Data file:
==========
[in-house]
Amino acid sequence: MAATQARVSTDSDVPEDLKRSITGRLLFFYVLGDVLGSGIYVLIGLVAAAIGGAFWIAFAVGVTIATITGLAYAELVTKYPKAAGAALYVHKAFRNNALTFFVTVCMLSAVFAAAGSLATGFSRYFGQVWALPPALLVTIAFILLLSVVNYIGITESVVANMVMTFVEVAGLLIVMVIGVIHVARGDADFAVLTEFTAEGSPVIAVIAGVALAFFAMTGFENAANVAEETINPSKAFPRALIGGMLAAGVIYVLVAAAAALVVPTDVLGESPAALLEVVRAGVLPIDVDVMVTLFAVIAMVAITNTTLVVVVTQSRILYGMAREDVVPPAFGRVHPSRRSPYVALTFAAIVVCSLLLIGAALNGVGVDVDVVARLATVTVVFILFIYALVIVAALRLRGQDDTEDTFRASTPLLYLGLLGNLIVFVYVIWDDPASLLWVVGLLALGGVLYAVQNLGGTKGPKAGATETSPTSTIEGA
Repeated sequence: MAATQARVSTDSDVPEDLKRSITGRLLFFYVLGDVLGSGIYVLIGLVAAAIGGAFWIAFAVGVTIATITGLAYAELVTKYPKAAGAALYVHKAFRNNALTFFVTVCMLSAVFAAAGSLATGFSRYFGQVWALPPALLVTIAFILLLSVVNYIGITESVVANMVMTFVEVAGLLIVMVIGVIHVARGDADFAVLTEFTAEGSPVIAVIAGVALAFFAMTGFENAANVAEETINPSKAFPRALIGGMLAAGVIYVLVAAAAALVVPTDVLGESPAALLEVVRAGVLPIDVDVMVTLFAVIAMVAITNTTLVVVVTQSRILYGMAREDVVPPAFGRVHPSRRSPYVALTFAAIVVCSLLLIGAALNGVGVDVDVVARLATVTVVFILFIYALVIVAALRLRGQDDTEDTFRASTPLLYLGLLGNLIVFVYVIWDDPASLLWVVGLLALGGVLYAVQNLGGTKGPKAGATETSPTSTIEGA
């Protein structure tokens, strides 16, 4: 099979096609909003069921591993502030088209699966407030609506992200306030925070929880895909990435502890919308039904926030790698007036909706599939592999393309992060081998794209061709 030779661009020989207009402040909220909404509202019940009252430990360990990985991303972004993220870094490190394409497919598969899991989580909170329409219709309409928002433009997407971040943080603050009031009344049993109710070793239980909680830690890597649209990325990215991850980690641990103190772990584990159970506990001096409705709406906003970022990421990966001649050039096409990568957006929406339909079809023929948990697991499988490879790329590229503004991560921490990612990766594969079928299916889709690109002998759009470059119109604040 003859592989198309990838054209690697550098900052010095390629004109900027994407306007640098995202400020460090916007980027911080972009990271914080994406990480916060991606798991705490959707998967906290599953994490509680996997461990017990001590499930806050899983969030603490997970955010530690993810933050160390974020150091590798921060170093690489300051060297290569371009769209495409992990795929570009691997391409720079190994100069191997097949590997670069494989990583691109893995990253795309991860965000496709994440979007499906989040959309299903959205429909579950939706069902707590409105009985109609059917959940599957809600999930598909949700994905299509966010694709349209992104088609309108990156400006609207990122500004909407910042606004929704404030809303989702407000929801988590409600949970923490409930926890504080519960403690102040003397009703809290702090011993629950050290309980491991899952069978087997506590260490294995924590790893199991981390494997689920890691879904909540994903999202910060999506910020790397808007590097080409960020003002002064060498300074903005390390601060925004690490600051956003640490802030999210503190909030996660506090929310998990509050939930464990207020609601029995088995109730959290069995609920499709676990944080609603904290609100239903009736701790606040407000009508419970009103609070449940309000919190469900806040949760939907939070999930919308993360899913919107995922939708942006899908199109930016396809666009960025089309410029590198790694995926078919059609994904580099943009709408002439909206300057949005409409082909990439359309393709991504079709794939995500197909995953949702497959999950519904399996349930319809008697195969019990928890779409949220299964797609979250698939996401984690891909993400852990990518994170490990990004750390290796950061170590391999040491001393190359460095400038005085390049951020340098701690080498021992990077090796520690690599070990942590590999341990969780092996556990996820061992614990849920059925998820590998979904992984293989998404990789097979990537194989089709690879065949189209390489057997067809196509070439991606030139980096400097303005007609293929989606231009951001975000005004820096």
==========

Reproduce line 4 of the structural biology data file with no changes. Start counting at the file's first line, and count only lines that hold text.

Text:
């Protein structure tokens, strides 16, 4: 099979096609909003069921591993502030088209699966407030609506992200306030925070929880895909990435502890919308039904926030790698007036909706599939592999393309992060081998794209061709 030779661009020989207009402040909220909404509202019940009252430990360990990985991303972004993220870094490190394409497919598969899991989580909170329409219709309409928002433009997407971040943080603050009031009344049993109710070793239980909680830690890597649209990325990215991850980690641990103190772990584990159970506990001096409705709406906003970022990421990966001649050039096409990568957006929406339909079809023929948990697991499988490879790329590229503004991560921490990612990766594969079928299916889709690109002998759009470059119109604040 003859592989198309990838054209690697550098900052010095390629004109900027994407306007640098995202400020460090916007980027911080972009990271914080994406990480916060991606798991705490959707998967906290599953994490509680996997461990017990001590499930806050899983969030603490997970955010530690993810933050160390974020150091590798921060170093690489300051060297290569371009769209495409992990795929570009691997391409720079190994100069191997097949590997670069494989990583691109893995990253795309991860965000496709994440979007499906989040959309299903959205429909579950939706069902707590409105009985109609059917959940599957809600999930598909949700994905299509966010694709349209992104088609309108990156400006609207990122500004909407910042606004929704404030809303989702407000929801988590409600949970923490409930926890504080519960403690102040003397009703809290702090011993629950050290309980491991899952069978087997506590260490294995924590790893199991981390494997689920890691879904909540994903999202910060999506910020790397808007590097080409960020003002002064060498300074903005390390601060925004690490600051956003640490802030999210503190909030996660506090929310998990509050939930464990207020609601029995088995109730959290069995609920499709676990944080609603904290609100239903009736701790606040407000009508419970009103609070449940309000919190469900806040949760939907939070999930919308993360899913919107995922939708942006899908199109930016396809666009960025089309410029590198790694995926078919059609994904580099943009709408002439909206300057949005409409082909990439359309393709991504079709794939995500197909995953949702497959999950519904399996349930319809008697195969019990928890779409949220299964797609979250698939996401984690891909993400852990990518994170490990990004750390290796950061170590391999040491001393190359460095400038005085390049951020340098701690080498021992990077090796520690690599070990942590590999341990969780092996556990996820061992614990849920059925998820590998979904992984293989998404990789097979990537194989089709690879065949189209390489057997067809196509070439991606030139980096400097303005007609293929989606231009951001975000005004820096």